Curricular Requirements

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1 The guide contains the following sections and information: Curricular Requirements Scoring Components Evaluation Guideline(s) The curricular requirements are the core elements of the course. Your syllabus must provide clear evidence that each requirement is fully addressed in your course. Some curricular requirements consist of complex, multi-part statements. These particular requirements are broken down into their component parts and restated as scoring components. Reviewers will look for evidence that each scoring component is included in your course. These are the guidelines used by reviewers to evaluate the evidence in your syllabus. Use these guidelines to determine the level of detail reviewers require to demonstrate how the curricular requirements are met in your course. To ensure the clarity of certain terms or expressions that may have multiple meanings, each of these terms is clearly defined. For each scoring component, three separate samples of evidence are provided. These statements provide clear descriptions of what acceptable evidence should look like.

2 Table of Contents Page Scoring Component 1 3 Scoring Component 2 4 Scoring Component 3 5 Scoring Component 4 6 Scoring Component 5 7 Scoring Component 6 8 Scoring Component 7 9 Scoring Component 8 10 Scoring Component 9 11 Scoring Component

3 Curricular Requirement Scoring Component 1 Evaluation Guideline(s) The course promotes a sustained investigation of all three aspects of portfolio development -- quality, concentration, and breadth -- as outlined in the Course Description or Studio Art poster throughout the duration of the course. (Note: The body of work submitted for the portfolio can include art created prior to and outside of the AP Studio Art course.) The course promotes a sustained investigation of all three aspects of portfolio development quality, concentration, and breadth as outlined in the Course Description and Poster throughout the duration of the course. The syllabus must state that the course promotes a sustained investigation of all three aspects of portfolio development quality, concentration, and breadth in 2-D design and throughout the duration of the course. None at this time. 1. The syllabus is organized into three main sections quality, concentration, and breadth and it includes a course schedule in each section detailing instructional activities, assignments, and assessments. 2. In the Introduction, the syllabus states, This course encourages and expects creative and systematic investigation of formal and conceptual issues in 2-D design. All students will develop a portfolio that contains three sections: quality, concentration, and breadth. 3. The syllabus states, Students will be expected to solve creative problems using their knowledge of elements and principles of design in the 2-D Design course. Students will use a range of conceptual approaches as well as show technical skill in a variety of mediums and familiarity of traditional and contemporary approaches to art. Class assignments will challenge students to set and achieve creative goals. The expectation is that the student will be involved in a sustained investigation of all three aspects of portfolio development: quality, concentration, and breadth. 3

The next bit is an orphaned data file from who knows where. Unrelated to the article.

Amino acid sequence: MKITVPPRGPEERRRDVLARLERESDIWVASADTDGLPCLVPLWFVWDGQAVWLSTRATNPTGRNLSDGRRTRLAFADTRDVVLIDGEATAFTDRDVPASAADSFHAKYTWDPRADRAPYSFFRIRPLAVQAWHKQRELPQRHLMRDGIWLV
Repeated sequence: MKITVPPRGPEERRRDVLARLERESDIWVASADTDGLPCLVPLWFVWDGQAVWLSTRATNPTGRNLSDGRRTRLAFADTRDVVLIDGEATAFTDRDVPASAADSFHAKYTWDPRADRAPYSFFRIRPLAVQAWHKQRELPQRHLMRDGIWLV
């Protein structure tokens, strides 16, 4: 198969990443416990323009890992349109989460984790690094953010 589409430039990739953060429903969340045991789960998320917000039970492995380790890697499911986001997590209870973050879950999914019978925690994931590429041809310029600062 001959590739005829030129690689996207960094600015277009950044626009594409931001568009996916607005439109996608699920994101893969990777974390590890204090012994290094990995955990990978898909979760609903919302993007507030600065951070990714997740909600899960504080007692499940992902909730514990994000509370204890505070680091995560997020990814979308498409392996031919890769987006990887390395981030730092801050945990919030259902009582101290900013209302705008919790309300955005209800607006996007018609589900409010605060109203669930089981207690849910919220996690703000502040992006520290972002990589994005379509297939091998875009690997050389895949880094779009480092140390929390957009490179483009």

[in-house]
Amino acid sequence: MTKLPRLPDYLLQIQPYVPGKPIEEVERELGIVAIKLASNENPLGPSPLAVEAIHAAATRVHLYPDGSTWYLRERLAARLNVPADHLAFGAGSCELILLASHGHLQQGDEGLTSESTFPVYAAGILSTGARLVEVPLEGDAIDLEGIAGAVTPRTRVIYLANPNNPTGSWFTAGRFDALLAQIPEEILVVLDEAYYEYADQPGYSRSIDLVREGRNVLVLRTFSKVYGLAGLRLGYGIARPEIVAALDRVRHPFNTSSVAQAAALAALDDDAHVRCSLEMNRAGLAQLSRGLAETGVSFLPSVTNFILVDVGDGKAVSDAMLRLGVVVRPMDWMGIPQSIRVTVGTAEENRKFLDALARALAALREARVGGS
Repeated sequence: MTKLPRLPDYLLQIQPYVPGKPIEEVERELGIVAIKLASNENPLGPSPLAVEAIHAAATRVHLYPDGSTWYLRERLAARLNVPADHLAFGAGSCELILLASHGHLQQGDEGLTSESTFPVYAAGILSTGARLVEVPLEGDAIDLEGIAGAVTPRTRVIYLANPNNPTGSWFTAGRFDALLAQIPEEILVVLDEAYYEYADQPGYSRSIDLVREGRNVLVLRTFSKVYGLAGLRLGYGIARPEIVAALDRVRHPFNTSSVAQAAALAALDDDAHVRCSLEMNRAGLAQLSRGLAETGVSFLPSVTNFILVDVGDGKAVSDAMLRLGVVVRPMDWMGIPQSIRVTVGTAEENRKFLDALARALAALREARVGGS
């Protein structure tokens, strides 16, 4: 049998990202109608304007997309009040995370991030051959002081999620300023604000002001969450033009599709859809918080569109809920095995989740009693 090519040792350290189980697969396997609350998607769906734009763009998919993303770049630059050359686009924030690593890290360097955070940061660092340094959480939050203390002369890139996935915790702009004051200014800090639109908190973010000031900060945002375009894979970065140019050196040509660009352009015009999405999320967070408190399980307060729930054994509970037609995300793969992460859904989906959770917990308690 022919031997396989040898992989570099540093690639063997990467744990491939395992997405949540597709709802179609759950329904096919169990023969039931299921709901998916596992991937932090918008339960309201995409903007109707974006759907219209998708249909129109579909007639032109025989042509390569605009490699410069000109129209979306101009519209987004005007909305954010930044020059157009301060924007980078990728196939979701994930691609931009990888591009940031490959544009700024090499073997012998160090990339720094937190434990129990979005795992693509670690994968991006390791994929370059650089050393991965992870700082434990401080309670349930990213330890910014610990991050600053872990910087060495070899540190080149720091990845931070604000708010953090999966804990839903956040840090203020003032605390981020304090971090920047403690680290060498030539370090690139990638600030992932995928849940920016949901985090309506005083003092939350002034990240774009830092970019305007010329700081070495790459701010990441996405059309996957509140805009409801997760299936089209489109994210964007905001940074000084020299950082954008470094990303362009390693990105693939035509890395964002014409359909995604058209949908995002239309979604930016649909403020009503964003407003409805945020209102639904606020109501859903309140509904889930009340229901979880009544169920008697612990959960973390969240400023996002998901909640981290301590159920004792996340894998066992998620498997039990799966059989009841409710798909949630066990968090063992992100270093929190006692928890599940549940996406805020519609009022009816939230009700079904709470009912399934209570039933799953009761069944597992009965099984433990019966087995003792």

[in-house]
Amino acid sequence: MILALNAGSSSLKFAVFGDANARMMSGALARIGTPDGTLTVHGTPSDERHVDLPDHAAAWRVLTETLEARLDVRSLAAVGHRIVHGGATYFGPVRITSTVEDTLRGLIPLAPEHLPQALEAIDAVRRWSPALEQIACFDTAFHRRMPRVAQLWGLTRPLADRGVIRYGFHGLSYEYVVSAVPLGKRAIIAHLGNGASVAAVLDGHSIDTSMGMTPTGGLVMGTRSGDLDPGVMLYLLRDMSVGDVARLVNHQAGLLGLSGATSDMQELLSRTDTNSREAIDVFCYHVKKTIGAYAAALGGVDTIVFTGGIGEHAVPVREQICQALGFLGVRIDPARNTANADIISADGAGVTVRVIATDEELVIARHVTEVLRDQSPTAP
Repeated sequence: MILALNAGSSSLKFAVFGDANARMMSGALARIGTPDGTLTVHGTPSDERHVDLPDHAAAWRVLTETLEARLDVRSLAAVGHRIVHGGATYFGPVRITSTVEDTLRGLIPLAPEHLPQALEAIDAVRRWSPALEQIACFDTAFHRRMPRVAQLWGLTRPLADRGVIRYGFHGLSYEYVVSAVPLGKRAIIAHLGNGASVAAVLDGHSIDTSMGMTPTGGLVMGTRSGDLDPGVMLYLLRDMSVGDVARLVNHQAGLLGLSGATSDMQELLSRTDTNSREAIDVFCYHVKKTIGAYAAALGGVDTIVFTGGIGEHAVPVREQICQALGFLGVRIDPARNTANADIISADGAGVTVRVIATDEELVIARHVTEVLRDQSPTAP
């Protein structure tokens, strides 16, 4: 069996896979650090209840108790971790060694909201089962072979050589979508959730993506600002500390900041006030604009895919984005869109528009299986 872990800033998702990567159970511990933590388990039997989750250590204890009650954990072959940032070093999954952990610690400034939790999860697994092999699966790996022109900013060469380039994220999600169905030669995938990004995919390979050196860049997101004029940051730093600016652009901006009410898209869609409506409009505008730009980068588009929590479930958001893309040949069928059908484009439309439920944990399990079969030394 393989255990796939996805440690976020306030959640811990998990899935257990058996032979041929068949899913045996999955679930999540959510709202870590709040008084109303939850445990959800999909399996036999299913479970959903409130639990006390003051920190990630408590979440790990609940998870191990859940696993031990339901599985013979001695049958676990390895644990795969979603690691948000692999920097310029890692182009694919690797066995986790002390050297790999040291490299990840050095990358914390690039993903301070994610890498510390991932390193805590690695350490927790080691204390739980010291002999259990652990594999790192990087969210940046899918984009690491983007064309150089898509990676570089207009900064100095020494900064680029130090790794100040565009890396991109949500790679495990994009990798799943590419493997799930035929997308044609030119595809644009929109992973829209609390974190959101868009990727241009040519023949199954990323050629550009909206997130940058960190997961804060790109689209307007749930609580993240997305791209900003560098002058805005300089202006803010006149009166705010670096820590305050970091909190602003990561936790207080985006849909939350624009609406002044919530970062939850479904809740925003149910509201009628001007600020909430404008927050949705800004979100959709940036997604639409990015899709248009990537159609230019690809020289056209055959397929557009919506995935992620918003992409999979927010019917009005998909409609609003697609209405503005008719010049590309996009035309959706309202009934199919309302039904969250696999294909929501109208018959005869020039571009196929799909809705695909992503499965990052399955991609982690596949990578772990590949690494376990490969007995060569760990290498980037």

4 Curricular Requirement The course enables students to develop mastery (i.e., quality ) in concept, composition, and execution of 2-D design. Scoring Component 2 The course enables students to develop mastery (i.e., quality ) in concept, composition, and execution of 2-D design. Evaluation Guideline(s) The syllabus must make specific references to high quality, mastery, excellence and/or college-level to describe the level of instruction and student work. The syllabus must include evidence of instruction in concept, composition, and execution of 2-D design or terms that are synonymous with these, such as: Concept: image, theme, or idea Composition: elements of art and principles of design associated with the arrangement of artistic parts in order to achieve an effect Execution: technical skills to develop the 2-D design portfolio. Language copied from the AP Course Description or the AP Studio Art poster is sufficient evidence. Reference to or the inclusion of the Quality section of the AP Studio Art portfolio alone is not sufficient evidence. Reference to students selecting their best work alone is not sufficient evidence. Mastery: the ability to express concept, composition, and execution of 2-D design at a level of quality consistent with advanced art production. Quality: works that are carefully selected to demonstrate the student s highest level of accomplishment. 1. The syllabus states, Throughout this course, students will work toward developing mastery in concept, composition, and execution of 2-D design. 2. The syllabus lists course expectations in the introduction, including, This course is equivalent to a first-year college art class and all students are expected to challenge themselves to develop mastery in their ideas, skills, and abilities in 2-D design. 3. The syllabus states, The student s best work will be included in the Quality section of the portfolio, which will be selected for excellence in concepts, composition and execution of two-dimensional design. Each work will show mastery of varied media, techniques, approaches, concepts, and subject matter. 4